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Language Planning as a Sociolinguistic Experiment

By: Ernst Jahr

Provides richly detailed insight into the uniqueness of the Norwegian language development. Marks the 200th anniversary of the birth of the Norwegian nation following centuries of Danish rule

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Acquiring Phonology: A Cross-Generational Case-Study

By Neil Smith

The study also highlights the constructs of current linguistic theory, arguing for distinctive features and the notion 'onset' and against some of the claims of Optimality Theory and Usage-based accounts.

New from Brill!


Language Production and Interpretation: Linguistics meets Cognition

By Henk Zeevat

The importance of Henk Zeevat's new monograph cannot be overstated. [...] I recommend it to anyone who combines interests in language, logic, and computation [...]. David Beaver, University of Texas at Austin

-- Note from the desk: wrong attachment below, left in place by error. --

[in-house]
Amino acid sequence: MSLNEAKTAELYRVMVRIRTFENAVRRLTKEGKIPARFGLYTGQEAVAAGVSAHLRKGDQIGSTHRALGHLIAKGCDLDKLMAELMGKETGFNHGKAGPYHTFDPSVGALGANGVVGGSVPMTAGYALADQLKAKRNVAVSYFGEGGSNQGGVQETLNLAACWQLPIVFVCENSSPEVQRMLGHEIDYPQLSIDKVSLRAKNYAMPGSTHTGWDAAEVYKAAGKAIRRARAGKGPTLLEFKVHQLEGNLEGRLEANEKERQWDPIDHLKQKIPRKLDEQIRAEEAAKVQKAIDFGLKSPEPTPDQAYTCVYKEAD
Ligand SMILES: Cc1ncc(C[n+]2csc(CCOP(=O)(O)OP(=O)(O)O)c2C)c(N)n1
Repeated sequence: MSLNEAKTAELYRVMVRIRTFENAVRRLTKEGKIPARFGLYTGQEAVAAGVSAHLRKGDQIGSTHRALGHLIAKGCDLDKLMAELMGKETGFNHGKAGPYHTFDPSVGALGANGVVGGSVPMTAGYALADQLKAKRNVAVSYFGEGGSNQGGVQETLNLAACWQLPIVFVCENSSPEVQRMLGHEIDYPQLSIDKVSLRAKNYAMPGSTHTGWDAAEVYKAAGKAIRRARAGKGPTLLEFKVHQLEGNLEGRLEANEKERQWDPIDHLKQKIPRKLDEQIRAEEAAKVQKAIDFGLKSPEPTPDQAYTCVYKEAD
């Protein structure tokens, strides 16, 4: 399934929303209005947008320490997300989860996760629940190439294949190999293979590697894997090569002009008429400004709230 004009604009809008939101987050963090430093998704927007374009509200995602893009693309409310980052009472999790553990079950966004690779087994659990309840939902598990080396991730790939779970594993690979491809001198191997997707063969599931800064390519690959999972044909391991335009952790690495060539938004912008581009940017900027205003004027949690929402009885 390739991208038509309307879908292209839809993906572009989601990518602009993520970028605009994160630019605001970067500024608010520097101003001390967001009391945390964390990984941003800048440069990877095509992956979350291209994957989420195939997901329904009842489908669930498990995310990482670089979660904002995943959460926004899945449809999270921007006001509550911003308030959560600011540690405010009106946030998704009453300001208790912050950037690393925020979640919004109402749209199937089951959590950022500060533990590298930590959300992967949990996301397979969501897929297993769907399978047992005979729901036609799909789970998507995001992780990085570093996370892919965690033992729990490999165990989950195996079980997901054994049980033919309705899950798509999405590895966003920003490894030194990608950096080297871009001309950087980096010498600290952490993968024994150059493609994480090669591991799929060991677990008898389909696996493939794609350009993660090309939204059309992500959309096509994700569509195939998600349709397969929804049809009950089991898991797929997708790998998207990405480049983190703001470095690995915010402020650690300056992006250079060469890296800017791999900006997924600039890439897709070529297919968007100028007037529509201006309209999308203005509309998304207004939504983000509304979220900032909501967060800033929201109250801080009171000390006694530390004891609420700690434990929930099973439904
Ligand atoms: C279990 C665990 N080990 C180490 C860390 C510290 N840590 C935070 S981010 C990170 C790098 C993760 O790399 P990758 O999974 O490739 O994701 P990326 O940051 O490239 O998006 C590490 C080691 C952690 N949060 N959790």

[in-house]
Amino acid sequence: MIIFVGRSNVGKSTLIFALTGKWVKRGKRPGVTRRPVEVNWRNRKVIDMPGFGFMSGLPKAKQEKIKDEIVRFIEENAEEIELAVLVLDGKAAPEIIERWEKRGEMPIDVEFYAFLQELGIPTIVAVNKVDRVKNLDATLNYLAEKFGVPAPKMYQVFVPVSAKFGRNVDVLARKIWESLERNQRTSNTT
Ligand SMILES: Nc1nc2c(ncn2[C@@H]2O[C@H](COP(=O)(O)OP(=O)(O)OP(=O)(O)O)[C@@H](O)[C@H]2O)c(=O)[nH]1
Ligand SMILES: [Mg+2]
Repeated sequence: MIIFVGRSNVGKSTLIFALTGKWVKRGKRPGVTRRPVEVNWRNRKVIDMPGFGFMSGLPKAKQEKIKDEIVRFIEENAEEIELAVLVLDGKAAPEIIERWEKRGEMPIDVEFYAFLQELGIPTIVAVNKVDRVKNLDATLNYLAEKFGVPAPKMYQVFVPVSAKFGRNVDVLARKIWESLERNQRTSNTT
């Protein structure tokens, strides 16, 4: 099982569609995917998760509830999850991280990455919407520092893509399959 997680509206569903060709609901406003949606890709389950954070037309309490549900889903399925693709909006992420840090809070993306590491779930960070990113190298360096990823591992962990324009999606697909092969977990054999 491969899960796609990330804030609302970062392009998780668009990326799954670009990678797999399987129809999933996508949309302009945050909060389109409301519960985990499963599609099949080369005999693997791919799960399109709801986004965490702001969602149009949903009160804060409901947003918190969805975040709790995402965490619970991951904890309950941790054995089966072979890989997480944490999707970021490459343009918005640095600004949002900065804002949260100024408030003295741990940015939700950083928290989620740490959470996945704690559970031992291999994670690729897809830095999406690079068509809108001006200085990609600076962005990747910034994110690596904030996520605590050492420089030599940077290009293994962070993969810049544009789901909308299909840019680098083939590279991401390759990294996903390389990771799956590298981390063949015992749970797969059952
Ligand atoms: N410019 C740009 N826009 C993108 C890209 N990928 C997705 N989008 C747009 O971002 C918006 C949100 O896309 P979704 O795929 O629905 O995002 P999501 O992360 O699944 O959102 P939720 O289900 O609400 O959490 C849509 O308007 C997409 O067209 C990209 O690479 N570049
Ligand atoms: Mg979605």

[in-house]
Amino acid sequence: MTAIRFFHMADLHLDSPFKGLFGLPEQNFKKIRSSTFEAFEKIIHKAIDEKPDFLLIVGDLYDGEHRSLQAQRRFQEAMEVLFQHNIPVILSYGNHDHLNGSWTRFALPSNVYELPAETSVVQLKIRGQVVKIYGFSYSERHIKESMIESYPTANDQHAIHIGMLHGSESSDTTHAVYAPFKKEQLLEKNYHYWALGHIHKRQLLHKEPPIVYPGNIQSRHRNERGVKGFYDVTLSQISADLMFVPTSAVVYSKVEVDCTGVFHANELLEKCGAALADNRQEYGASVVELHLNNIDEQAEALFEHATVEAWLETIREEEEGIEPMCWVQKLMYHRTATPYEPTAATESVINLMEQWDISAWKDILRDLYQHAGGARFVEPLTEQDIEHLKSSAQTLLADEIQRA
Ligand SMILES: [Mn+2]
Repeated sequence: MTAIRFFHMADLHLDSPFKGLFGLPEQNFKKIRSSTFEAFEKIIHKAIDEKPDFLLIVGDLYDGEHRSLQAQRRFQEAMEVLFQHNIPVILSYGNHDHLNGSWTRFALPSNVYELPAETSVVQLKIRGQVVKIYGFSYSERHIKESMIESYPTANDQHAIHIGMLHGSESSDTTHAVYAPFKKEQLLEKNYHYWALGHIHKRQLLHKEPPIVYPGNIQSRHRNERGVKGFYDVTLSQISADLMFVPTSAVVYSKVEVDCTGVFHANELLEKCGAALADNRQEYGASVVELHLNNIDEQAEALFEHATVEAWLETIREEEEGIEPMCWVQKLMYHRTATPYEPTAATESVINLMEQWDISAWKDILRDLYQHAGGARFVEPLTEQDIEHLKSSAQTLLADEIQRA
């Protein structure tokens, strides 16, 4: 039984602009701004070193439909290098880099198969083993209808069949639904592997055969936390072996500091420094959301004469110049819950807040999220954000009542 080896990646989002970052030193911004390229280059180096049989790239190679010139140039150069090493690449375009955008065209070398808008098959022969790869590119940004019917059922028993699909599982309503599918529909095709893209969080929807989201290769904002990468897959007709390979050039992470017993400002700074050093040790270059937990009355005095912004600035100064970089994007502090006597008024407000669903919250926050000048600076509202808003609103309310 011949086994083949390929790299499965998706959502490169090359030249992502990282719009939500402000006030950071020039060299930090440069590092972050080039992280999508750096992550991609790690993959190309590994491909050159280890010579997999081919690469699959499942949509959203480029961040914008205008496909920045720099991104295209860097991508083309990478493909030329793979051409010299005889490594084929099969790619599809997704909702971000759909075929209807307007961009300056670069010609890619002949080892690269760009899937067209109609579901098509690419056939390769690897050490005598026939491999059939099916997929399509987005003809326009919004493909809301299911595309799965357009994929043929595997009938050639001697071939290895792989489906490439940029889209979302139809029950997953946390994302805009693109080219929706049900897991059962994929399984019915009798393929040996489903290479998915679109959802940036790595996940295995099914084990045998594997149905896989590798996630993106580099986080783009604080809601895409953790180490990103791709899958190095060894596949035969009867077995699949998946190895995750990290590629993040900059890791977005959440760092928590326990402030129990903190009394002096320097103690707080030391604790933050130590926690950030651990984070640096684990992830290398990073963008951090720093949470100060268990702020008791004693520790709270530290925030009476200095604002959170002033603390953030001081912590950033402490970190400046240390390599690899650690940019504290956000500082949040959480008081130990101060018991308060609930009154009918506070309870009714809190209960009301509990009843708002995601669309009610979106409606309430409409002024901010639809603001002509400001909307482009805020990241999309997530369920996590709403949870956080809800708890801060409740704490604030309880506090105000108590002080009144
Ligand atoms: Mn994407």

Query Details

Query Subject:   Compounds vs. Phrases in English
Author:   Svetoslava Antonova-Baumann
Submitter Email:  click here to access email

Linguistic LingField(s):  Morphology

Query:   Dear all,

My name is Svetoslava Antonova-Baumann and I am a PhD student at
Northumbria University researching the relationship between concepts
expressed by compounds versus those expressed by nominal phrases.
I've recently become interested in expressions such as ''beginner's
course'' (although it can be debated to what extent this should be
considered a compound) and ''course for beginners'' - in other words,
compounds and nominal phrases which use more or less the same
lexemes and have the same meaning.

I would be very grateful if you could share with me any other
comparable examples in English (svetoslava.antonova-

Thank you very much for your help.

Kind regards,
LL Issue: 22.4323
Date posted: 01-Nov-2011


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